Man City formation in Liverpool defeat disputed by Gary Neville and Jamie Carragher | Soccer News

What system did Manchester City play in possession against Liverpool? Did Liverpool stop Kevin De Bruyne at the source, or were City short of a man on the right flank? Gary Neville and Jamie Carragher traded opposing views on great sunday – but who was right?

Mohamed Salah’s sensational second-half goal divided the teams at Anfield, but there was a split in the studio after the full-time whistle as Carragher praised Liverpool for choking out Kevin De Bruyne – but Neville wasn’t. disagreed and blamed City’s system.

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Gary Neville and Jamie Carragher disagree on Manchester City’s formation against Liverpool and analyze ‘silent’ performances from regular stars Kevin De Bruyne and Erling Haaland

Guardiola opted to start with three centre-backs for the first time in the Premier League this season – with De Bruyne alongside Ilkay Gundogan behind Erling Haaland.

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Pep Guardiola has deployed a 3-4-2-1 system for the first time in the Premier League this season

“Both times De Bruyne had time on the ball, he found Haaland in the first half,” Carragher said. “Haaland doesn’t score and the other was the goal disallowed – a brilliant pass.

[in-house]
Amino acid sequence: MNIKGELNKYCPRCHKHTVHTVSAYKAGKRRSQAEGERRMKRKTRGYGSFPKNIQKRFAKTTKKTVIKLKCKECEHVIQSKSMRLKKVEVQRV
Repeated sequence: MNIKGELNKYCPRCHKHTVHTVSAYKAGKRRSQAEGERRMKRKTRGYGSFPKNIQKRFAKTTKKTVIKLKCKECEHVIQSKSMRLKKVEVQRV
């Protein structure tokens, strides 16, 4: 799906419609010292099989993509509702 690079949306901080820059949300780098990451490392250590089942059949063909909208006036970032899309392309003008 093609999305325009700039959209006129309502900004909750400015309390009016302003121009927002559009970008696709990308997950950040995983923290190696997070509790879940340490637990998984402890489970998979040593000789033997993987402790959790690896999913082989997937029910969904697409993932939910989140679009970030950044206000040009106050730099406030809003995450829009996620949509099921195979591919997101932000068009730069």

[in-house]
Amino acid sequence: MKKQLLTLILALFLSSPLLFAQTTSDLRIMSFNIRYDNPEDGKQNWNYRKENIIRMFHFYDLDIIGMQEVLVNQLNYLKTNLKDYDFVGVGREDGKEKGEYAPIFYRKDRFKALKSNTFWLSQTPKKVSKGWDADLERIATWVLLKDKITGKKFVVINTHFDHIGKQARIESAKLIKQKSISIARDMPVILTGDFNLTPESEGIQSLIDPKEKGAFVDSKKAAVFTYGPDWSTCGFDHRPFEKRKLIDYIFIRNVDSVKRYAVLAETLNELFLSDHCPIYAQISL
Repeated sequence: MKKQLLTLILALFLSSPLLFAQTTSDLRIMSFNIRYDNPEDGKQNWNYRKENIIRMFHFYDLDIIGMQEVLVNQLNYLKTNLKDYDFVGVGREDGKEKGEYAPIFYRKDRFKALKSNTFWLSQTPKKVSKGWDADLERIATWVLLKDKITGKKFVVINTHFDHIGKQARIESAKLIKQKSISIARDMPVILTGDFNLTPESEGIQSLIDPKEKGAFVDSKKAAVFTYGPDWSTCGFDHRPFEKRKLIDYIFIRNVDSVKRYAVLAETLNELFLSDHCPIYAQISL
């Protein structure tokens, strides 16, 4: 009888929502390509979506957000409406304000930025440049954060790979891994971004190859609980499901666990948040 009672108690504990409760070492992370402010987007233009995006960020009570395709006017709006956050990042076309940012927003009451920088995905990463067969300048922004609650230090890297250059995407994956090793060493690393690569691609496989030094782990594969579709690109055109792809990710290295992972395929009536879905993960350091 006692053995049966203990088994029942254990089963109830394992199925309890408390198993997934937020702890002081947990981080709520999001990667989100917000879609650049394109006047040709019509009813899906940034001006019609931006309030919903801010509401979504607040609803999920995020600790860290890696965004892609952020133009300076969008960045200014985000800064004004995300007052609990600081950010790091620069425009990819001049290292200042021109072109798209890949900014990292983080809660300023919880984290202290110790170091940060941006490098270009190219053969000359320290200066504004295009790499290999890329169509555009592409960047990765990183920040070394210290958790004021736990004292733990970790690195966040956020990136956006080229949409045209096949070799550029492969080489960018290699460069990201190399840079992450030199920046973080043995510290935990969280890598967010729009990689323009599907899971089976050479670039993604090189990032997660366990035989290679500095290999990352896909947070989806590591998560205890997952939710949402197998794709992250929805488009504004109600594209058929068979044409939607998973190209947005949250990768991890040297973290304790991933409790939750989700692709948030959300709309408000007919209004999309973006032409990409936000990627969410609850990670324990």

Kevin De Bruyne gives Erling Haaland a header
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Kevin De Bruyne gives Erling Haaland a header

“I think it’s because Liverpool prevented City from having space and time on the ball because if you get there De Bruyne always delivers.”

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FREE TO WATCH: Highlights from the Premier League game between Liverpool and Manchester City

The stats certainly back that up: Liverpool excelled in all key defensive metrics against the defending champions and almost doubled their season average for tackles per game. In terms of work rate, Liverpool have covered 118.59km – a distance surpassed only once by Klopp’s side in the last three league campaigns.

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Liverpool were also noticeably deeper than usual. Both teams have traditionally led the way in playing high lines, but the Reds’ average passing streak started just 34m from their own goal.

Liverpool Intensity

Liverpool have clocked 118.6km against Man City – only Tottenham have run further in a Premier League game this season, clocking 119.4km against Leicester in September

To put that into context, that’s 14m deeper than Liverpool’s average against Crystal Palace in August. In fact, it’s the deepest they’ve played in the Premier League since they faced City almost three years ago in 2019.

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Liverpool have averaged just three outfield players in their own half in their last eight league games, but averaged eight against Man City on Sunday

However, Neville disagreed and suggested City’s system had isolated De Bruyne: “I’m not sure [Carragher’s point].